Yesterday’s Swedish elections confirmed some of trends that have been observed over the past few years (increasing strength of the far-right, decreasing popularity of the traditional political parties), although the results have not been as groundbreaking as many analysts expected (the performance of the far-right Sweden Democrats was underwhelming compared to the expectations, while the electoral losses of the two largest parties were lower than expected).
Still, the coalition formation process is going to be very tricky, as no political bloc can count on a majority of seats. Cooperation will be needed between either the centre-left and centre-right blocs or the centre-right Alliance and the far-right Sweden Democrats. The outcome of this process will also affect Sweden’s role in the EU, in a moment where increasing nationalism and political fragmentation are taking a toll on the traditional EU consensus-driven decision-making practices.
VoteWatch Europe found out that the increasing conflicts in the Council have lead to a decrease in the number of unanimous decisions in the institution, with Member States being more frequently outvoted than in the past. However, the trend of increasing conflictual situations does not affect all Member States (for more information check out our latest State of the Union), as the incumbent Swedish government held more consensual views than its predecessor, the Reinfeldt government (led by the Moderate party).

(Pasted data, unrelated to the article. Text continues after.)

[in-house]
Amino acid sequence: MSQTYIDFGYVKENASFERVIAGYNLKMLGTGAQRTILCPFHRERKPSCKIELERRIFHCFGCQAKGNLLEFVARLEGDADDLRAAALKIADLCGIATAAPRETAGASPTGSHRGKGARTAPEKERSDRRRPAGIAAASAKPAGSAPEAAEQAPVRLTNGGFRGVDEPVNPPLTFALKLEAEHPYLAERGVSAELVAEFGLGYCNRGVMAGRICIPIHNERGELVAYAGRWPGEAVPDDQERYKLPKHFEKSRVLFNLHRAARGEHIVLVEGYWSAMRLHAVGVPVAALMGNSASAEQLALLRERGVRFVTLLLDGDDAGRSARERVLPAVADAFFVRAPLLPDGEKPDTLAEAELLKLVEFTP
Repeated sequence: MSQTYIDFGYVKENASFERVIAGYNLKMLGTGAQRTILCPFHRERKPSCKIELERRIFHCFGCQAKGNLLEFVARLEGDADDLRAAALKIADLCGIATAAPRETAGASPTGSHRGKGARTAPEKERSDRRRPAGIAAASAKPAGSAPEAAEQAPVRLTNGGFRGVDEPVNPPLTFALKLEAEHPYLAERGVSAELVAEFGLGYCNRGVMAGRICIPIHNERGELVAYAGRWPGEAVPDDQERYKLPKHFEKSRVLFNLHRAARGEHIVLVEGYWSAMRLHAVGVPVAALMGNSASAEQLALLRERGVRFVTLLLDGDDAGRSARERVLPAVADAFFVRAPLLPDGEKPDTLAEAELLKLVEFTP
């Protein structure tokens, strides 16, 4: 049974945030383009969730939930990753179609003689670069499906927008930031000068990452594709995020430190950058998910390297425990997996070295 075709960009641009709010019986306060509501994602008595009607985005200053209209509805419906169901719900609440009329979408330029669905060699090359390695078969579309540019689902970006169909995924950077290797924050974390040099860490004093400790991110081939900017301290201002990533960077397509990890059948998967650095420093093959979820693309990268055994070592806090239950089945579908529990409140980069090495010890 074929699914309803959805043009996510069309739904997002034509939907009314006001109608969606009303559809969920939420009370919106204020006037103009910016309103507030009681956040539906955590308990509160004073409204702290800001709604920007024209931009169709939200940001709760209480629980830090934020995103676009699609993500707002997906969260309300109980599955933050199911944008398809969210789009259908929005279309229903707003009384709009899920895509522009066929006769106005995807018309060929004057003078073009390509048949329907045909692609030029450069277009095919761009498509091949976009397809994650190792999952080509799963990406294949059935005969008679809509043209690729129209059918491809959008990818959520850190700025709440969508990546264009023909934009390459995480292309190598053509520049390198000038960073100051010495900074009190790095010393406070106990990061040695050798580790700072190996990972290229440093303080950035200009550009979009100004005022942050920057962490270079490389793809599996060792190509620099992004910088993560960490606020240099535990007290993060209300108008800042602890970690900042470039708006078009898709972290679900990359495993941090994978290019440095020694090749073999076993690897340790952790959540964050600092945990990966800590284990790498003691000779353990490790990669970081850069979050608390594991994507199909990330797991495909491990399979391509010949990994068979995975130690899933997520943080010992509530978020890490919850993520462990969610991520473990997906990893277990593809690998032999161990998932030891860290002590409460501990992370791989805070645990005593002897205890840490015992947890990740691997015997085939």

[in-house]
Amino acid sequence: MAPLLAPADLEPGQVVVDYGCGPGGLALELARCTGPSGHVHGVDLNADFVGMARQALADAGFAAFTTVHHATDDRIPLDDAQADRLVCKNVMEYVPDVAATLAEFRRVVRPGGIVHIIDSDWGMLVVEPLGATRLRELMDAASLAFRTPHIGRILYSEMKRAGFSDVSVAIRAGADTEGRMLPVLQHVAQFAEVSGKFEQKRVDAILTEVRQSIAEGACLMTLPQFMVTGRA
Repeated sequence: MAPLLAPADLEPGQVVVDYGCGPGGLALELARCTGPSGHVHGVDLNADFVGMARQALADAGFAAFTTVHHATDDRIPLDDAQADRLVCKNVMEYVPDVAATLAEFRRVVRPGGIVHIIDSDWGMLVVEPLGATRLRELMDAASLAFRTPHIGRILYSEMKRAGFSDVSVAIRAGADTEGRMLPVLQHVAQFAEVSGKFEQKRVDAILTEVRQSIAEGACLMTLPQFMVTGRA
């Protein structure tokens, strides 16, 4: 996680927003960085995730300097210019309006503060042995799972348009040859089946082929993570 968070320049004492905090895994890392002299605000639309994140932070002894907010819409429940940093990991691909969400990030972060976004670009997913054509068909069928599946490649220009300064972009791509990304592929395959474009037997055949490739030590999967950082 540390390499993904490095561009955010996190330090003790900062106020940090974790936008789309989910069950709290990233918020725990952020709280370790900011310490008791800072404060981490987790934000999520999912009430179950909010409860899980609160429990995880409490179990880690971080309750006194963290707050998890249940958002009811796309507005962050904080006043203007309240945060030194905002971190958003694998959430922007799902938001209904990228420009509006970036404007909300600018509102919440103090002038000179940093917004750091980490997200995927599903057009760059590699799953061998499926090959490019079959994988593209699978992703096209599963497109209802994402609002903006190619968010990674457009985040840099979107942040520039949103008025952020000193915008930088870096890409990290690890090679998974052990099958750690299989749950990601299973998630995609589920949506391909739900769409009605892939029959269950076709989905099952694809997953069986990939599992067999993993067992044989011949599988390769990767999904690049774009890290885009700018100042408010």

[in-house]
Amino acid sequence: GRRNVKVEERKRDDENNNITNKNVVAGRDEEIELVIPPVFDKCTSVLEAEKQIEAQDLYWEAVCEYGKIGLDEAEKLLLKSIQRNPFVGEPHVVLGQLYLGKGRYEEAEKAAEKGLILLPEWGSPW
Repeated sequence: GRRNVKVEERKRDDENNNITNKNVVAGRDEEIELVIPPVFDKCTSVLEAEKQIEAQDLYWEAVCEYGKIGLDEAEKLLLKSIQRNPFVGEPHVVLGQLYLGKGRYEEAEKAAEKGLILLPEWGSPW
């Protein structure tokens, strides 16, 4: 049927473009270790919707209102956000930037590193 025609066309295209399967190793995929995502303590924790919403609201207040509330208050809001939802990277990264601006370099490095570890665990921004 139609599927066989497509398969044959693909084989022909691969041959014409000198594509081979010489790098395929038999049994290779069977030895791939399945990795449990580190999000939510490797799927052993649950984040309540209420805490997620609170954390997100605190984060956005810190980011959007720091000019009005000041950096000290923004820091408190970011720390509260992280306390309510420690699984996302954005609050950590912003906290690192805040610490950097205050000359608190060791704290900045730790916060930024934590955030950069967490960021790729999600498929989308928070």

While both Swedish governments held reservations on the proposals to increase EU spending, an overall more conciliatory attitude by the Swedish government provided Brussels with some relief, while the EU was dealing with a ever more confrontational attitudes of Visegrad countries on migration, the Brexit “accident” and the Southern dissatisfaction with the governance of the Eurozone.
Check out our State of the Union for the latest trends in both the European Parliament and the EU Council.
The next few years will feature very important decisions on EU Defence (on which Stockholm has mixed views), a potential reform of the Eurozone, the completion of the Banking Union (which Sweden is considering joining), a potential stronger EU supervision of the rule of law in Member States, the never-ending drama on migration policy and much more. We will soon discover what the next Swedish government will look like, while Brussels hopes that Stockholm will stay on board, rather than opening new fault lines.
Check also: our previous report on the role of Nordic countries in the EU.